Forget golf, bridge or shuffleboard. Jim Woodruff's hobby is dead people.
Woodruff, 74, spends his retirement wandering through the fields of the departed armed with a camera, a clipboard and chalk.
He records the names of the dead and the year they died, and he takes a picture. If a gravestone is worn by age, he'll gently rub it with chalk to bring up the letters and solve the mystery.
Then, he goes to his home in the Plantation retirement community and sits down to his computer. The results of his work are posted on a website called uscemeteryproj.com. So far, Woodruff has collected photographs and information from about 56,000 graves, most in Lake County but a few in Sumter, Marion and Orange.
"It's addictive once you start on it," said Woodruff, who is fighting cancer and heart trouble that came from the treatments while he continues to gather cemetery information.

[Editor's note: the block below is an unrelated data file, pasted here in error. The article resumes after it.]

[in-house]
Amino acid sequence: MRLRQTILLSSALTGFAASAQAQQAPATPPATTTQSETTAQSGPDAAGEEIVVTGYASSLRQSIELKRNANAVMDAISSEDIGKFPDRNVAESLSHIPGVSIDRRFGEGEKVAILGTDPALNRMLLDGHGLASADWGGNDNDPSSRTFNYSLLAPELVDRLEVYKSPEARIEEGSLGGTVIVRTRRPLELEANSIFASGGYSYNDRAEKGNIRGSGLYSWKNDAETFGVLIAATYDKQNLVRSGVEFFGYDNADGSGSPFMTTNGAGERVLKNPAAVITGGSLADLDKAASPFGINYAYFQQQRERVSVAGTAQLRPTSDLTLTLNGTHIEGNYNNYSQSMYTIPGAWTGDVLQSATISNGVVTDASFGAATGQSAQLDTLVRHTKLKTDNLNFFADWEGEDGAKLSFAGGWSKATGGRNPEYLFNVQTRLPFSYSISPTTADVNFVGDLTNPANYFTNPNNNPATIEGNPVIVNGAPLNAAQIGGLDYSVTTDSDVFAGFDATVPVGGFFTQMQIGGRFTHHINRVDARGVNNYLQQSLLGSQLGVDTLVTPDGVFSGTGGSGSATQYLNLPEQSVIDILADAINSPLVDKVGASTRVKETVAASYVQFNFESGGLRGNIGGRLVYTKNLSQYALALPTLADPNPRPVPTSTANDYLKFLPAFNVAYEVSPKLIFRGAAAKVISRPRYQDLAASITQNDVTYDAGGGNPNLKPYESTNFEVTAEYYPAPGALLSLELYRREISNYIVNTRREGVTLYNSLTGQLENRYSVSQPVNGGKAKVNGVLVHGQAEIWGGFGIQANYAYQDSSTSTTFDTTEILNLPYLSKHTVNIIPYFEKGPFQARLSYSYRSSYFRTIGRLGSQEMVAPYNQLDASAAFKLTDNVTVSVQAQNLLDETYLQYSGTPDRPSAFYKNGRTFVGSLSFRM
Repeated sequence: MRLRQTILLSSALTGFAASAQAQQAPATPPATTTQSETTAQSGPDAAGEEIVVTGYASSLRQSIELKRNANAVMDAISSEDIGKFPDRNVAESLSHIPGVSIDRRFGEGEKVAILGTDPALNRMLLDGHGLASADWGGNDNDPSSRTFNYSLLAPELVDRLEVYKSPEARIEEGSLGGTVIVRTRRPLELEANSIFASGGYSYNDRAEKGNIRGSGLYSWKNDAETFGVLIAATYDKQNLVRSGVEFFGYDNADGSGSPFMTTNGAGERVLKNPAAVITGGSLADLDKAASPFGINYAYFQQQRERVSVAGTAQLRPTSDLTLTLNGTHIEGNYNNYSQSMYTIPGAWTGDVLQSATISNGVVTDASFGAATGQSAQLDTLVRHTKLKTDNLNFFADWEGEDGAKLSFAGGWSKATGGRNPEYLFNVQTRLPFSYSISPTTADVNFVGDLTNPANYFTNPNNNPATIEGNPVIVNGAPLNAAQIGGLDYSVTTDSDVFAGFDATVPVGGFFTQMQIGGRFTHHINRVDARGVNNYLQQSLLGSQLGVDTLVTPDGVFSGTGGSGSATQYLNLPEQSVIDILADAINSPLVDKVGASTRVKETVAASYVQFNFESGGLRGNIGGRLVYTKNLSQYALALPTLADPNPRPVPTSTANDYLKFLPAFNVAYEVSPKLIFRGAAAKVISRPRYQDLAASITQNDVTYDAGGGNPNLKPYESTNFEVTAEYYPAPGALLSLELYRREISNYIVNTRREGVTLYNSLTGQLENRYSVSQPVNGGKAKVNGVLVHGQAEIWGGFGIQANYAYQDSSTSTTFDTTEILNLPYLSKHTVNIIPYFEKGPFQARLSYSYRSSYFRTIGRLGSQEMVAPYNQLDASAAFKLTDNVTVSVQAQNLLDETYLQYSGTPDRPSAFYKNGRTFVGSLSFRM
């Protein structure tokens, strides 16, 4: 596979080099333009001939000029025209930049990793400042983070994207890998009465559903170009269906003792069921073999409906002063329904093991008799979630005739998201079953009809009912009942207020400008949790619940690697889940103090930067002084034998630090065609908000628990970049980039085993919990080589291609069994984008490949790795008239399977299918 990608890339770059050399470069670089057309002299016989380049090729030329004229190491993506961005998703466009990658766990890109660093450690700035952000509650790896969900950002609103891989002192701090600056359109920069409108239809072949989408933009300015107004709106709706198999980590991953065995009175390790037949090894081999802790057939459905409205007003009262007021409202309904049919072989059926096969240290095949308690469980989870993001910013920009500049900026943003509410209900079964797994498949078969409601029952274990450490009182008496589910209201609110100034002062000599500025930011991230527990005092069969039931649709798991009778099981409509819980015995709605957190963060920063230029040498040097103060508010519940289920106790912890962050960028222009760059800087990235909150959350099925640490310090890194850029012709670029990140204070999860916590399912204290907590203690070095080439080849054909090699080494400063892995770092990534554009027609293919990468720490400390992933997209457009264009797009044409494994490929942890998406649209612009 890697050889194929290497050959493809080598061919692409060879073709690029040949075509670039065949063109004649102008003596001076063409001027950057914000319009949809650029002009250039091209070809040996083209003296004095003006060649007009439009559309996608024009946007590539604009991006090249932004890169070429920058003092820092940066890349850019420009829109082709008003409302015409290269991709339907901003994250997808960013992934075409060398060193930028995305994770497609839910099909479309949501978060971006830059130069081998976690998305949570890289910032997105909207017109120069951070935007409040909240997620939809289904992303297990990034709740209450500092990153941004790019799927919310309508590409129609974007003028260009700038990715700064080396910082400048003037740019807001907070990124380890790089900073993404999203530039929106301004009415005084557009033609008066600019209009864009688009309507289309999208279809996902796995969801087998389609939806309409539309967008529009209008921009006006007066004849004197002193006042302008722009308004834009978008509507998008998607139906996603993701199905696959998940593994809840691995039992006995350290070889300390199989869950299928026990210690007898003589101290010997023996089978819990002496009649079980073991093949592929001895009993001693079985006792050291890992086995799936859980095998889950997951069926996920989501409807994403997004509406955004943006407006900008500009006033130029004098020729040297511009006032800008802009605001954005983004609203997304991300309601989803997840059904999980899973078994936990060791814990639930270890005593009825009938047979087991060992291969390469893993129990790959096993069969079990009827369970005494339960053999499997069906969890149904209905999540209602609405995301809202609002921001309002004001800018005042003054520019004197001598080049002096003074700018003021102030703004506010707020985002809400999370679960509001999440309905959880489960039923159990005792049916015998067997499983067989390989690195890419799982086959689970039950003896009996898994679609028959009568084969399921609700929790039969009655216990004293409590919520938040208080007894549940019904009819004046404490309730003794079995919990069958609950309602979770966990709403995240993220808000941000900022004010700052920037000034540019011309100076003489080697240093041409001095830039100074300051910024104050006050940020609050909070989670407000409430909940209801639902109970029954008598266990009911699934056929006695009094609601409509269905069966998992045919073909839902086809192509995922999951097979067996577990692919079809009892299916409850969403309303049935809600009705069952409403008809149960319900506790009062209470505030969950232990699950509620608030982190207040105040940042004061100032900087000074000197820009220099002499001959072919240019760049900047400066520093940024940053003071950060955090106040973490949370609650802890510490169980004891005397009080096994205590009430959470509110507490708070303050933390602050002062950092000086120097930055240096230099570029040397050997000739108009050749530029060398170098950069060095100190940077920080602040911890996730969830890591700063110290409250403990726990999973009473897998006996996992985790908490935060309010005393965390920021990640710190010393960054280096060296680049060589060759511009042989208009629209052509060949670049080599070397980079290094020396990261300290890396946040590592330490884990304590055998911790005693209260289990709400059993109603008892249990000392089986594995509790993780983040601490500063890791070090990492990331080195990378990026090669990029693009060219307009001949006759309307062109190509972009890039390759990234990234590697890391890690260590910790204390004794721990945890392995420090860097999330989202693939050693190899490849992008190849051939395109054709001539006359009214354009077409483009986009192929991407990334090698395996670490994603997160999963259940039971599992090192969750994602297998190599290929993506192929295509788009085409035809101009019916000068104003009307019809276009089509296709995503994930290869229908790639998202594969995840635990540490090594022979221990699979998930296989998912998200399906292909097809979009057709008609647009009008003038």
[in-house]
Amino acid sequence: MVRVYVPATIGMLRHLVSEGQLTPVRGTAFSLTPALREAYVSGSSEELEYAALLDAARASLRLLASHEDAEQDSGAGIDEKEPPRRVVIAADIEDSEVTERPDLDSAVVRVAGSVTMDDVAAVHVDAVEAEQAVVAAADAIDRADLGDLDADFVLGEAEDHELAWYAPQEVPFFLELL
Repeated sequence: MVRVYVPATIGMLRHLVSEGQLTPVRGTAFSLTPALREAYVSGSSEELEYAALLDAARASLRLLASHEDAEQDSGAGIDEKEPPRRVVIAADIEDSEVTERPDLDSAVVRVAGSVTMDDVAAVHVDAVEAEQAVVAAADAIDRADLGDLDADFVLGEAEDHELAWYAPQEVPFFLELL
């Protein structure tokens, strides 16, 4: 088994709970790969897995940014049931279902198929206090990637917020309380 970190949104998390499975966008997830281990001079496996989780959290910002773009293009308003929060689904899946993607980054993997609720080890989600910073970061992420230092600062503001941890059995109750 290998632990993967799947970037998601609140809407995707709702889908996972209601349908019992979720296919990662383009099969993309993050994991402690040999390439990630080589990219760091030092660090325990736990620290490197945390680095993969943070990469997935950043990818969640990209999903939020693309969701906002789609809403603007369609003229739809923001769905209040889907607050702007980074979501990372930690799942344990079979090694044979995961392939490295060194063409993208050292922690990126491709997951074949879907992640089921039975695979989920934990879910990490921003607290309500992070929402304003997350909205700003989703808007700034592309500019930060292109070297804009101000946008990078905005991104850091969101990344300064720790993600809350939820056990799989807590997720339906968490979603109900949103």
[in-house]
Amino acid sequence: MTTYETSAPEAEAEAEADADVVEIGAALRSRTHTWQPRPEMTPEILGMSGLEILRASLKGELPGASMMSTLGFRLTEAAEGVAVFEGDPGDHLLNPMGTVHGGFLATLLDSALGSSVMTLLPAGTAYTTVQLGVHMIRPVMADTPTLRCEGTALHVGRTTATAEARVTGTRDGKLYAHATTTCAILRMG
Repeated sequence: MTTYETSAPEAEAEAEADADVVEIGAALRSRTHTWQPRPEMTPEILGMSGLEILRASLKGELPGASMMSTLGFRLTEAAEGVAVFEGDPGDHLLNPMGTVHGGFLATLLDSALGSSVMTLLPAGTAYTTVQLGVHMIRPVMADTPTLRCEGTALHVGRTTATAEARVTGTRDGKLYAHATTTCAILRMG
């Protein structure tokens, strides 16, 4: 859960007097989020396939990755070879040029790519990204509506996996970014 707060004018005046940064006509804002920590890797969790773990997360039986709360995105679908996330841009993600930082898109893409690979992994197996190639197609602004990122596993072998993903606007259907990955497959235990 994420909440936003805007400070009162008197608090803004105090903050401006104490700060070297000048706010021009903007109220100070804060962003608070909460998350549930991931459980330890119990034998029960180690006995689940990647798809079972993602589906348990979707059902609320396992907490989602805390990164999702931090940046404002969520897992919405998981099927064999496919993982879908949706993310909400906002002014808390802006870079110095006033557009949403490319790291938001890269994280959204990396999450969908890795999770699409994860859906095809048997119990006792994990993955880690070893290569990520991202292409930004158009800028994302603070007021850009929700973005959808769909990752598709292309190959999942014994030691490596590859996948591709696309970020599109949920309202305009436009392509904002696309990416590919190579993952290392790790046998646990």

There are other resources on the Internet that allow genealogists to search for graves across the nation, but none are as complete as the collection that Woodruff has assembled for Lake County and none have the number of pictures that the U.S. Cemetery Project does. Many of them simply copy cemetery records rather than having a live human being walk the headstones.
Nationwide project builds steam
The project, which is based in the home of one of its founders in McLoud, Okla., has the stated goal of getting complete records, including pictures, of every grave and cemetery in the nation.
Founder Peggy Smith said that she met Woodruff when he was recording information about cemeteries where her ancestors were buried in Oklahoma. There, Woodruff had recorded information on 109,000 graves. Smith was intrigued and with a co-founder in Illinois jumped in to catalogue cemetery information in their two states.
"Then we decided one day we were going to get brave and do the whole United States, and then we got really overzealous and went on to cover the world," Smith said.
The "world" portion of the project hasn't exactly taken off, but the U.S. part has been building steam.
When Woodruff gets to a cemetery, he first records the GPS coordinates and takes a picture of the gate.
"Then, I walk down one row and back up the other, recording graves," he said.